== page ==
She has truly enjoyed working with the leaders in emergency medicine and has been thrilled to see the field of emergency medicine research blossom.
Honorary Membership Award
Hugh Dean Wilkerson, JD, MBA, CAE
A native Arkansan, Mr. Wilkerson has spent most of his life in Texas. He earned a bachelor’s degree at the University of Arkansas, an MBA from the University of California at Berkeley, and a law degree from the University of Texas, where he was an editor of the Texas Law Review.
In the 1980s, Mr. Wilkerson practiced corporate law with a large Dallas law firm. During this time, he also served on the city council and as mayor pro tem of his community of Coppell, Texas.
In 1990, Mr. Wilkerson became the general counsel of Mothers Against Drunk Driving (MADD). Three years later, he became the national CEO of MADD and led the organization during the period of its greatest effectiveness in reducing drunk driving deaths, assisting victims of this violent crime, and preventing underage drinking.
He left MADD to become the executive director of ACEP. Mr. Wilkerson is an advocate at heart. He has met with several presidents and many governors, senators, and members of Congress. He is gratified that ACEP has seen growth in its media advocacy, legislative advocacy, and all parts of its operation during his tenure.
Mr. Wilkerson feels fortunate to have helped make a difference in advancing emergency care. Being part of the emergency medicine family has been the most enjoyable period of his 40-year career.
He is thankful to God for the blessings and opportunities he has had. In retirement, he looks forward to spending more time with his family, teaching adult Bible classes at his church, continuing to serve on the boards of a few philanthropic organizations, and traveling for pleasure to some exotic places.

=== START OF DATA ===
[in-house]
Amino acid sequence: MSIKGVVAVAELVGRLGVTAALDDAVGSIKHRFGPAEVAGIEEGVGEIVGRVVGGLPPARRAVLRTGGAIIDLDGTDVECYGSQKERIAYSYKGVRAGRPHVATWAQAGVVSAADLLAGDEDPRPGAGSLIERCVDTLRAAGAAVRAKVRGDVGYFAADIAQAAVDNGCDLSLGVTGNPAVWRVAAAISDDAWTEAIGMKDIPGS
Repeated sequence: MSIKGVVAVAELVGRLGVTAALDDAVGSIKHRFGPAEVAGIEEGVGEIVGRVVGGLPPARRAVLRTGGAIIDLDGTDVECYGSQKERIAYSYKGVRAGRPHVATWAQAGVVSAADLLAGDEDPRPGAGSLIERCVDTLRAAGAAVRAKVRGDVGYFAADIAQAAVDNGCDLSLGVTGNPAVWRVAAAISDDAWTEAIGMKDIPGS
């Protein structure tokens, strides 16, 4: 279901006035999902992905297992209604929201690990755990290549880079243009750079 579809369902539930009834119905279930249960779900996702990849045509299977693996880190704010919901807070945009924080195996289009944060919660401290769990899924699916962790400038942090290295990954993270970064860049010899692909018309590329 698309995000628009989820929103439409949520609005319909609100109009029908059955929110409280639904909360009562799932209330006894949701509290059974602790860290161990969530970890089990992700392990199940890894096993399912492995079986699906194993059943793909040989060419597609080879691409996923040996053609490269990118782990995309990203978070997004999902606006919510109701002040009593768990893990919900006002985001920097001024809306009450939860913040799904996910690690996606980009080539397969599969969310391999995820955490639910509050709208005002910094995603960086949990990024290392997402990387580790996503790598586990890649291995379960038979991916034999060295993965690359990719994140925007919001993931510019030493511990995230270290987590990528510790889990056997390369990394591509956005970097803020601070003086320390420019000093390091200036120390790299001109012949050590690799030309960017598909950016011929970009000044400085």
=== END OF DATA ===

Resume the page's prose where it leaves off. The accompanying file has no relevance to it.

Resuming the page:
Innovative Change in Practice Management Award
Rahul Sharma, MD, MBA, FACEP
Dr. Sharma is professor and chair of the department of emergency medicine at Weill Cornell Medicine in New York City. He is also the emergency physician in chief at NewYork-Presbyterian/Weill Cornell Medical Center. In addition, he serves as chief and medical director for the NewYork-Presbyterian EMS enterprise and in several other executive roles, including as a member of the New York State Board for Medicine and as president of the NewYork-Presbyterian Hospital Medical Board.
Dr. Sharma is a national leader in the fields of emergency medicine, health care operations, telemedicine/virtual health care, and innovation. Since 2016, he has founded and launched several telemedicine programs including the award-winning Emergency Department Telehealth Express Care and the Center for Virtual Care. Most recently, he led efforts to transform emergency medicine health care delivery in response to the COVID-19 pandemic.
He has been an invited guest speaker at several national and international programs, including the National Academy of Medicine. Dr. Sharma is the recipient of several awards, including Crain’s New York Business 2020 Notables in Health Care, ACEP’s National Faculty Teaching Award, and the 2017 Emergency Care Innovation of the Year Award.
In 2019, Dr. Sharma was named a top 25 innovator in the health care industry by Modern Healthcare as well as one of EMRA’s 45 Under 45 Influencers in Emergency Medicine.
Outstanding Contribution in Research Award
Alan E. Jones, MD, FACEP